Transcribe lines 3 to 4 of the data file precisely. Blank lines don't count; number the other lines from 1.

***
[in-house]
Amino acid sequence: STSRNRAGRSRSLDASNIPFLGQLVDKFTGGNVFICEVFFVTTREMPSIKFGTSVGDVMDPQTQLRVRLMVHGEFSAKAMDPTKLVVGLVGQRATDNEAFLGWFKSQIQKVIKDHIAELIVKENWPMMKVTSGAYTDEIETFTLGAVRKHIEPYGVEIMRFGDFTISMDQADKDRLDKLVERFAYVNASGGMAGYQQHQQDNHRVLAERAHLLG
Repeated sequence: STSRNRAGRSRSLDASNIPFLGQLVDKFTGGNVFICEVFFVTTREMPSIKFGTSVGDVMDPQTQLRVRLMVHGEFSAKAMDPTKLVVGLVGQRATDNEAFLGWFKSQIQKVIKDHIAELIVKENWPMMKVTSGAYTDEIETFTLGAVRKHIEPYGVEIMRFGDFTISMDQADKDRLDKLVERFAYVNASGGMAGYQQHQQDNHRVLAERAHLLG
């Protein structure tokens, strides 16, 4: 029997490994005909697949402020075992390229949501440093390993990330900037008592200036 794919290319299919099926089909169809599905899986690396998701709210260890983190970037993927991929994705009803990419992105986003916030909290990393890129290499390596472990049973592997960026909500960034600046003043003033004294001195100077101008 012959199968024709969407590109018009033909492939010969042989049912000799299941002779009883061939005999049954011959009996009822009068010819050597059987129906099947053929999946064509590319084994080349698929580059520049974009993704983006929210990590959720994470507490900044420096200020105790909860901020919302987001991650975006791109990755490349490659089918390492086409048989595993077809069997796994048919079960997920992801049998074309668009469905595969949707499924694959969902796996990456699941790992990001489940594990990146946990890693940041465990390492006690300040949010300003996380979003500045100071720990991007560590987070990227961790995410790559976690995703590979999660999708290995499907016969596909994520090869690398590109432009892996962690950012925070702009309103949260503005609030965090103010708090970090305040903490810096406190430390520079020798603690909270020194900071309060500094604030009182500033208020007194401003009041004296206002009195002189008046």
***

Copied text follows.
Repeated sequence: STSRNRAGRSRSLDASNIPFLGQLVDKFTGGNVFICEVFFVTTREMPSIKFGTSVGDVMDPQTQLRVRLMVHGEFSAKAMDPTKLVVGLVGQRATDNEAFLGWFKSQIQKVIKDHIAELIVKENWPMMKVTSGAYTDEIETFTLGAVRKHIEPYGVEIMRFGDFTISMDQADKDRLDKLVERFAYVNASGGMAGYQQHQQDNHRVLAERAHLLG
């Protein structure tokens, strides 16, 4: 029997490994005909697949402020075992390229949501440093390993990330900037008592200036 794919290319299919099926089909169809599905899986690396998701709210260890983190970037993927991929994705009803990419992105986003916030909290990393890129290499390596472990049973592997960026909500960034600046003043003033004294001195100077101008 012959199968024709969407590109018009033909492939010969042989049912000799299941002779009883061939005999049954011959009996009822009068010819050597059987129906099947053929999946064509590319084994080349698929580059520049974009993704983006929210990590959720994470507490900044420096200020105790909860901020919302987001991650975006791109990755490349490659089918390492086409048989595993077809069997796994048919079960997920992801049998074309668009469905595969949707499924694959969902796996990456699941790992990001489940594990990146946990890693940041465990390492006690300040949010300003996380979003500045100071720990991007560590987070990227961790995410790559976690995703590979999660999708290995499907016969596909994520090869690398590109432009892996962690950012925070702009309103949260503005609030965090103010708090970090305040903490810096406190430390520079020798603690909270020194900071309060500094604030009182500033208020007194401003009041004296206002009195002189008046």